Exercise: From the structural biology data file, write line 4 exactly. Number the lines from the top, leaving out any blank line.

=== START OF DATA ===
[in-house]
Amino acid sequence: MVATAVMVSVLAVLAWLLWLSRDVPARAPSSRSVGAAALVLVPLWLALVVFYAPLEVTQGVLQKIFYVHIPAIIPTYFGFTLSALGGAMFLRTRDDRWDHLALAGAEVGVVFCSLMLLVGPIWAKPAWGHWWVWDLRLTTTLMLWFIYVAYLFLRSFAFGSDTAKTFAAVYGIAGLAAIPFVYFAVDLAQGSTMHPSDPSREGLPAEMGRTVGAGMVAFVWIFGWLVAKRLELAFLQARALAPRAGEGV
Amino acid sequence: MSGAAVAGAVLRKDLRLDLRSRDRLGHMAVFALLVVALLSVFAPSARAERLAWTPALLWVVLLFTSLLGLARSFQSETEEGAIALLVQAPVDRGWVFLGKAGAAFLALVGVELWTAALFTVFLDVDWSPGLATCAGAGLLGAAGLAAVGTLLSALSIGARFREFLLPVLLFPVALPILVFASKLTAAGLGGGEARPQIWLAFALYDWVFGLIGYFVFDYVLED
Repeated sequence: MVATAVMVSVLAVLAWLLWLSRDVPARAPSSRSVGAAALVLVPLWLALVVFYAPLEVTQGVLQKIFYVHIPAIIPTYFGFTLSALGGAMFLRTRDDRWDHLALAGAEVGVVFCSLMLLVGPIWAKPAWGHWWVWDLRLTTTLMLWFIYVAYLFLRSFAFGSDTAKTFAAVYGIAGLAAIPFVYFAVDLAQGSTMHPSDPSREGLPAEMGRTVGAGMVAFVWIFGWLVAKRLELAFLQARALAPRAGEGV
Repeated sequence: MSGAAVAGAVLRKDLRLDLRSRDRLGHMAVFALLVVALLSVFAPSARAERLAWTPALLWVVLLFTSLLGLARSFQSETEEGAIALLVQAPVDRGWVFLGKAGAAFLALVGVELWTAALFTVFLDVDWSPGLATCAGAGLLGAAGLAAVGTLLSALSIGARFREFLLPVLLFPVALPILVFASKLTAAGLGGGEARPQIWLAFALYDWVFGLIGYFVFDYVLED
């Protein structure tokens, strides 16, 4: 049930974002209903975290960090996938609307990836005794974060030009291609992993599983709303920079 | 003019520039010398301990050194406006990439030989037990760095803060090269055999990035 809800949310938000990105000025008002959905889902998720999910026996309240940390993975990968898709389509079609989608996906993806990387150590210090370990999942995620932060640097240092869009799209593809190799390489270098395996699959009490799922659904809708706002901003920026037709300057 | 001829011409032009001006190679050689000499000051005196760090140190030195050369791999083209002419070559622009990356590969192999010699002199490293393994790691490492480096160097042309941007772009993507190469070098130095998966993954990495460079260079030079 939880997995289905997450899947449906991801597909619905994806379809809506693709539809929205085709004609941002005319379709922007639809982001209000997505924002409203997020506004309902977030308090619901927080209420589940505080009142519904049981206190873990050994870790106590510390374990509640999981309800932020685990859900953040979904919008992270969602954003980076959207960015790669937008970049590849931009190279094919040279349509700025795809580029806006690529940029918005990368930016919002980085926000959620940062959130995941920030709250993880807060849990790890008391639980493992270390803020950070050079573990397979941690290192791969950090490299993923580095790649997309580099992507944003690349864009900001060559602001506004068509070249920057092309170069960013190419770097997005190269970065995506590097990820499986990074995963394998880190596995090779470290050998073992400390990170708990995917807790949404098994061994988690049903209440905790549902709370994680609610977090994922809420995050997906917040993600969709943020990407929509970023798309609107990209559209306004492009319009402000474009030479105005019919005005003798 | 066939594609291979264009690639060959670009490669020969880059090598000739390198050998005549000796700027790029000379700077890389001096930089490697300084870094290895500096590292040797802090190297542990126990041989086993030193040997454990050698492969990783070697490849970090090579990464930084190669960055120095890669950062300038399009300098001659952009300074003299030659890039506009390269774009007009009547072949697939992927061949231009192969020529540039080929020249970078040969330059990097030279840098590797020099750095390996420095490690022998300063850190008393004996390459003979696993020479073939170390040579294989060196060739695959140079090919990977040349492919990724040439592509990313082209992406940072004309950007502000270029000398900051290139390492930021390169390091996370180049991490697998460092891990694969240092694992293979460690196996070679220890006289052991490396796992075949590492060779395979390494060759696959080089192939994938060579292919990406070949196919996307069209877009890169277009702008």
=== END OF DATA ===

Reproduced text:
Repeated sequence: MVATAVMVSVLAVLAWLLWLSRDVPARAPSSRSVGAAALVLVPLWLALVVFYAPLEVTQGVLQKIFYVHIPAIIPTYFGFTLSALGGAMFLRTRDDRWDHLALAGAEVGVVFCSLMLLVGPIWAKPAWGHWWVWDLRLTTTLMLWFIYVAYLFLRSFAFGSDTAKTFAAVYGIAGLAAIPFVYFAVDLAQGSTMHPSDPSREGLPAEMGRTVGAGMVAFVWIFGWLVAKRLELAFLQARALAPRAGEGV